SEO Best Practices for Canonical URLs + the Rel=Canonical Tag

Ideally, there should be only one copy of your pages. But for a dozen possible reasons, you have duplicates of the same page and content on the same website or many other contents. This often leads to algorithmic penalty from Google and other search engines where your search traffic and rankings begin dropping noticeably. The solution,  which was adopted to help solve this duplication issue is canonical tags also known as “rel=canonical”. They basically tell search engines which is the main page to index out of the duplicates. Of course, you know that without it, you are leaving the decision in the hands of Google which can significantly damage your page ranking. Google themselves support the use of this method to tackle duplicate issues And will not allow it affect your search rankings. However, canonical tags are not always perfect, at least if not done properly done. What is treated in this article are SEO best practices for canonical tags so that you can get the best out of them.

Rel=canonical

This is the popular way to canonicalize your multiple landing pages. There are other ways but most experts will recommend this to you. But as a best practice, you are adviced not to rely on just this particular method. Granted, it will succeed in telling any visiting search bot the version of your page to index and to end up concentrating the authority of all links to that particular URL which is the idea in the first place. But it is only perfect if search engines maintain their position on it forever. In the event they change their minds, it would prove damaging to have structured your SEO strategy based on this type of canonization.

301 Redirect

They are quite common canonization practice and you should be aware of them by now. What they really do is to redirect a visit to the duplicate content without them ever seeing the first copy. They are different from canonical tags since the latter do not redirect users at all. 301 redirect are used for when you do not want a user to see a certain page but don't want to remove it and lose out on any UX benefits it holds. If there are no technical reasons not to, as a best practice, you should always do a redirect provided it would not hurt your site. If it would, then set a canonical URL.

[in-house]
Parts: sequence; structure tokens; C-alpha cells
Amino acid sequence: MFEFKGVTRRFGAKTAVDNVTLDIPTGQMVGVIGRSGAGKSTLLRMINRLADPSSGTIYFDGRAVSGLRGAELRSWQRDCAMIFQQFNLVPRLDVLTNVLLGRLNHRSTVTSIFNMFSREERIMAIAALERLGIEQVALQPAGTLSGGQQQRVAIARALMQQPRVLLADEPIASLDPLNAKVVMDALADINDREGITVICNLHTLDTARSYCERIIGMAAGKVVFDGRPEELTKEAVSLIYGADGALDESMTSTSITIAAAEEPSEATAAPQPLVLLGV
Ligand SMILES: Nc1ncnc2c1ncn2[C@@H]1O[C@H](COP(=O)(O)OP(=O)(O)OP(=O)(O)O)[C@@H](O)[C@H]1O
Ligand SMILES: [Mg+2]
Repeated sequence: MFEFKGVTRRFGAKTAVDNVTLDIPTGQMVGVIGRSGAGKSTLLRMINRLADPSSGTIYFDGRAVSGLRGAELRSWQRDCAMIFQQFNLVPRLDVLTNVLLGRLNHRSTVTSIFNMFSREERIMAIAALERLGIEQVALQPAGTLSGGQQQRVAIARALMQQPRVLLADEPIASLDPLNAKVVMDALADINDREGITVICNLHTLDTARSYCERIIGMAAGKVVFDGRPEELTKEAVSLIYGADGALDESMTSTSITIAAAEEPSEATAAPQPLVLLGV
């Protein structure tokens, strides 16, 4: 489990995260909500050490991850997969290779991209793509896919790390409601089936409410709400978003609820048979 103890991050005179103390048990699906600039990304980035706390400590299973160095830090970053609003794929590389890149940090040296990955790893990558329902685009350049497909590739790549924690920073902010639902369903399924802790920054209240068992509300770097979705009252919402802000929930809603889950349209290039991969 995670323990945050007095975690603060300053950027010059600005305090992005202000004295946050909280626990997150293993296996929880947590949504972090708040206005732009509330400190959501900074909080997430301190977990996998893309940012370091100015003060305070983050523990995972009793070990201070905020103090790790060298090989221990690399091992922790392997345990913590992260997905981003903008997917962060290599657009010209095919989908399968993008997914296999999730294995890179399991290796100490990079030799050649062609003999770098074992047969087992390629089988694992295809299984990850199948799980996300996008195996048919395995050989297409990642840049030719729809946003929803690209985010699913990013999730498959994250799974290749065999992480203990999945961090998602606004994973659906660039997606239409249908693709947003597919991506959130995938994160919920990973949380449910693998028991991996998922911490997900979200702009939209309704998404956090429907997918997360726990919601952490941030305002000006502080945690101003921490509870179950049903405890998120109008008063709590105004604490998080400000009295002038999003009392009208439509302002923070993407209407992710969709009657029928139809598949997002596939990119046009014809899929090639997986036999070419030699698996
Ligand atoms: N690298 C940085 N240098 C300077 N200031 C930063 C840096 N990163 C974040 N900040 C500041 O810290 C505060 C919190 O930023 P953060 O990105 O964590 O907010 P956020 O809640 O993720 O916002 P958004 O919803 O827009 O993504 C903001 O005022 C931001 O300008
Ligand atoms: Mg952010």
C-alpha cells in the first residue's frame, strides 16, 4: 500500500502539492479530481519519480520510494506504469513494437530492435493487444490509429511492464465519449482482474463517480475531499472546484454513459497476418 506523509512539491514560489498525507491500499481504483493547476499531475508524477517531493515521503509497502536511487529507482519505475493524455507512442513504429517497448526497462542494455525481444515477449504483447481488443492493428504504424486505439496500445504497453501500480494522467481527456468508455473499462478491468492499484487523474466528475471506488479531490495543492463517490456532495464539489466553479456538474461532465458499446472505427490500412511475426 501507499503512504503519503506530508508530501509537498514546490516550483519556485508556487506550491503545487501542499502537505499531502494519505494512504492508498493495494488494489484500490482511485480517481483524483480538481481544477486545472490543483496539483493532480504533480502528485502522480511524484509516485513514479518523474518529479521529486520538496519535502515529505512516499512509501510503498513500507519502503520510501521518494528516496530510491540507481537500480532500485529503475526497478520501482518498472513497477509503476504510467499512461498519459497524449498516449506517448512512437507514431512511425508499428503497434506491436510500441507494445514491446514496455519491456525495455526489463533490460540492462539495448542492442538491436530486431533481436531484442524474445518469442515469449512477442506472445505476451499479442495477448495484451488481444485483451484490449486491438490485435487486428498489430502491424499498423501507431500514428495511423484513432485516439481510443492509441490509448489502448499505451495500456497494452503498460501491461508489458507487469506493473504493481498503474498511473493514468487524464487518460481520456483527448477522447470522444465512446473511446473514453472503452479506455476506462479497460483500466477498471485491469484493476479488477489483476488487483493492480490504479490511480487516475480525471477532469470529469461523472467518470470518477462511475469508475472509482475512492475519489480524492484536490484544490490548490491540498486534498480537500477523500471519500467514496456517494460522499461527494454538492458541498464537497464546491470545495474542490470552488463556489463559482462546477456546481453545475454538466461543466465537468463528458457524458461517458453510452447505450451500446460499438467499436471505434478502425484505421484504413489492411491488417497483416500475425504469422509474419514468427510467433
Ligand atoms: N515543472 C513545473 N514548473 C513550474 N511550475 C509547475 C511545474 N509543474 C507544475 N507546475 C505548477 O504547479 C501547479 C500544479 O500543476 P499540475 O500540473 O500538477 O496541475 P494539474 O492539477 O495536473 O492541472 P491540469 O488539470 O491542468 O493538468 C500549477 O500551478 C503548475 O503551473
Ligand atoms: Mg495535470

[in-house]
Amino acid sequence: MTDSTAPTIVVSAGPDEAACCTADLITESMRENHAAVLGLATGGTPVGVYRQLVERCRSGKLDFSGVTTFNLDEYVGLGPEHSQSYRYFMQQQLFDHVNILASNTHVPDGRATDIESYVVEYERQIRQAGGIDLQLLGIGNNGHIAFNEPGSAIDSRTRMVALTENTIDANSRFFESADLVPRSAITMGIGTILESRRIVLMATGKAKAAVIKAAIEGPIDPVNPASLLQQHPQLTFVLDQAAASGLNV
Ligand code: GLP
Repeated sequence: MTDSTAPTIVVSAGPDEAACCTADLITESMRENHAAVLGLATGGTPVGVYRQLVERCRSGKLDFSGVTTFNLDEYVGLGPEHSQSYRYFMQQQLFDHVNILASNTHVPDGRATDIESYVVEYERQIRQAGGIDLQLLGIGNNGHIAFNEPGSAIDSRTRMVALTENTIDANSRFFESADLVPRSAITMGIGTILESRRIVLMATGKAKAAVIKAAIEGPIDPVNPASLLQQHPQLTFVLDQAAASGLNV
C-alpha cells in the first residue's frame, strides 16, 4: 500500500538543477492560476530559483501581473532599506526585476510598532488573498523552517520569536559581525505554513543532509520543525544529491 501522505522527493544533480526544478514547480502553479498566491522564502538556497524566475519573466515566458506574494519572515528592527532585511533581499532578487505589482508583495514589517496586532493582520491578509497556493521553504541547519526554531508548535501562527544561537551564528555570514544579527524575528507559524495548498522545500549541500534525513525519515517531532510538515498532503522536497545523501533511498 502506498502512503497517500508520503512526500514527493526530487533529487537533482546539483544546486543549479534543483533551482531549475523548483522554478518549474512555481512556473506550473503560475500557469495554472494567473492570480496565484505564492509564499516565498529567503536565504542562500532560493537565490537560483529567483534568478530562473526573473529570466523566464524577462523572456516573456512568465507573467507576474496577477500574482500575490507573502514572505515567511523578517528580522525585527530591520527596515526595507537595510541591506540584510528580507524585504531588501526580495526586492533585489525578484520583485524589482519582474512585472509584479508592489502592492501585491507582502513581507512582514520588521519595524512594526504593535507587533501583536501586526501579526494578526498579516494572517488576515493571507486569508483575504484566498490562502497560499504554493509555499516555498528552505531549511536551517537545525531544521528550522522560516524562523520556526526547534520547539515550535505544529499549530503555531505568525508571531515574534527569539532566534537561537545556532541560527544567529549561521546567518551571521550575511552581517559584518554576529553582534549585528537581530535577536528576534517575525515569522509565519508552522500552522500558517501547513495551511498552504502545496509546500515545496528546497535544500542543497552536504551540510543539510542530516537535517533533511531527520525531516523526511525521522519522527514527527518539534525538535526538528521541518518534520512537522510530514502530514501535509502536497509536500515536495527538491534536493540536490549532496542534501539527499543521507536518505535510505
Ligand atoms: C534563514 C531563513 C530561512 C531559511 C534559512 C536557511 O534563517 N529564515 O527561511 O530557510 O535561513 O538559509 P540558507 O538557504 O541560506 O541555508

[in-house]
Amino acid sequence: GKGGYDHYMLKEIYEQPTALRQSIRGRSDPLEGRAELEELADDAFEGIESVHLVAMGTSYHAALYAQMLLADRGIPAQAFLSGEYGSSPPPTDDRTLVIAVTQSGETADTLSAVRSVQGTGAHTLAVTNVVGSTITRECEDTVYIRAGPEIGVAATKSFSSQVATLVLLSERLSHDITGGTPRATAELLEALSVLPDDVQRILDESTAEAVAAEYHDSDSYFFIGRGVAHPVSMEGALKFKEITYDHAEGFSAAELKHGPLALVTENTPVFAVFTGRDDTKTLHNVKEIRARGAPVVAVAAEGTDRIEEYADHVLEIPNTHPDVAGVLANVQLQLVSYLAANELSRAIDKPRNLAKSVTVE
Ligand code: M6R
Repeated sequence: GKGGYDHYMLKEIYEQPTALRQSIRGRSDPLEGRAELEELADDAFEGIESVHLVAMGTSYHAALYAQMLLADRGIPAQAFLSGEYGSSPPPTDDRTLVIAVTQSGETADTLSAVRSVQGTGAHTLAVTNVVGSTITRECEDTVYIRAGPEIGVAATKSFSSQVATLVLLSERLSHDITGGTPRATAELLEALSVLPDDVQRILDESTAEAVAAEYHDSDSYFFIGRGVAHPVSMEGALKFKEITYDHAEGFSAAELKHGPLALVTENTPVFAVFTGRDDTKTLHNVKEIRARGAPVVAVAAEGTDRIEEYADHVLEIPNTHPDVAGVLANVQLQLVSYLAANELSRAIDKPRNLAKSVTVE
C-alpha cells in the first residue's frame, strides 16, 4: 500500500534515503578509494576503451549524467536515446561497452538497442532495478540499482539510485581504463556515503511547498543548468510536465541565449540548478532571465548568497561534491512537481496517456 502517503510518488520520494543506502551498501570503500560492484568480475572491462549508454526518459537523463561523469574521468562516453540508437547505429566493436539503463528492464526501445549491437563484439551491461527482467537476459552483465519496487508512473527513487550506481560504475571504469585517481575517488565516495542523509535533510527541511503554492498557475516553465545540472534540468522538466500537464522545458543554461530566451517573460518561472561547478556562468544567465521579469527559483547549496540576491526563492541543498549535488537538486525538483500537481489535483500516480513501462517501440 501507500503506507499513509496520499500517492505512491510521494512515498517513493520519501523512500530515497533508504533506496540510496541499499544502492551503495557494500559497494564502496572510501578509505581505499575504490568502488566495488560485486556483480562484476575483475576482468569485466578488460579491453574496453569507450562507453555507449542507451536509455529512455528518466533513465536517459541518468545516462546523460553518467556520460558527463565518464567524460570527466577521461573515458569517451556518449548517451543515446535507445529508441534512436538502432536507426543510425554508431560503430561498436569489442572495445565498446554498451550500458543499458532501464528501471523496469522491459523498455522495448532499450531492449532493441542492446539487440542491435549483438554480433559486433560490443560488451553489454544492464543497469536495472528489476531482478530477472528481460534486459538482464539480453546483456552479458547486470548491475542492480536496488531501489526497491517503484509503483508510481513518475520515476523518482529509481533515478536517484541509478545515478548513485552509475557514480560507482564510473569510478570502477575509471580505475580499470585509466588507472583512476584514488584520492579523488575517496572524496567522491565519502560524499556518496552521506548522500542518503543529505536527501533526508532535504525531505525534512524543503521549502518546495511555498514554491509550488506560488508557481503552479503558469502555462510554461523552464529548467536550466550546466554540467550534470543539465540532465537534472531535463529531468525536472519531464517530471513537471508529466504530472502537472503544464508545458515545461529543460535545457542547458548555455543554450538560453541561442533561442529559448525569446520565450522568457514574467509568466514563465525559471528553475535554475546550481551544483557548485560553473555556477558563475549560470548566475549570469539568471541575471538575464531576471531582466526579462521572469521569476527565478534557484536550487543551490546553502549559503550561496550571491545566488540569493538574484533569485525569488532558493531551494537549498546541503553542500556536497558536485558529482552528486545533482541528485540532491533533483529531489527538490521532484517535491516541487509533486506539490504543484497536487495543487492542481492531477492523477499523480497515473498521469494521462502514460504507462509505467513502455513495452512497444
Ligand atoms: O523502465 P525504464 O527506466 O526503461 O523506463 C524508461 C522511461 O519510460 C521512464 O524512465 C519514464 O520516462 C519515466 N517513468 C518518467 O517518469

Use Passive parameters in the Google Search Console

To save you resources and time, make use of passive parameters in Google search console. Instead of implementing individual parameters on all your pages which may run in hundred, you shoulld log onto Google's search console and set them so that they are not crawled at all. What you would be achieving through this is that it tells Google the parameters you want it to consider passive. This way, once Googlebot sees that particular URL, it regards it as though it is inexistent.

Avoid cloaking

Google may penalize you if they suspect that your site has cloaked. This is when it notices that the variation if your page is totally different from the original in design, content and in its scope. It is basically presenting pages to search engines that are different from the ones a site owner presents to users. This is usually done to influence rankings and Google is quite strict on it. However, Google does not view the testings carried out with such tools as Content Experiments as cloaking. Therefore, avoid using the A/B testing platform to change the spirit of your website as this would probably be the result. The guideline is that your variations are not to change a user's perception of your original content but rather, stay true in spirit on both versions.

Include location hashes

This is also known as fragment URL and it does not refer to any difference in contents. In fact, the two variations are the same with just a little difference. What happens is that you take a block of a subsection of the content and place it in a different location like at the top, while the same is at the bottom in the other version. In themselves, these two versions contain the same content and responds to the same search intent. This way, Google is not going to see them as different URL, will not rank them differently or index them as two different URLs. This practice helps jump a user to a particular section of the content they are interested in instead of having them read through the entire thing.

 

Never block Google from crawling one URL and not the other

Using robots.txt will cause Google's bot crawlers not to reach the duplicate content. But at the same time, Google will still not allow  both variations posses the same content. So by blocking Google from crawling one URL and not crawl the other, you will only and up making that URL invisible to them alongside all of its SEO advantages. In detail, it means Google will have no idea of those URL's ranking signals, engagement and content signals or any other link that points towards that particular URL. The implication is that it loses any ranking advantage it might have got from those thereby defeating one of the ideas behind the use of canonical tags.

Prefer 301 redirect to 404

Avoid using 404 for non-canonical versions (your duplicate content). Using 401 will reduce your rankings for other URLs. Instead, use the 301 redirect. The only time 404 is recommended is when you have a new page or an error page or when the URL involved has no ranking signal. You need to be extremely sure about the last part if you have decided to use 404.

Conclusion

Canonization can be very helpful for your SEO especially for big websites. But like everything with significant advantage, it can also be risky if not properly implemented. But even as a small site, you need Rel=canonical as it is a powerful tool that promises much improvements for you.

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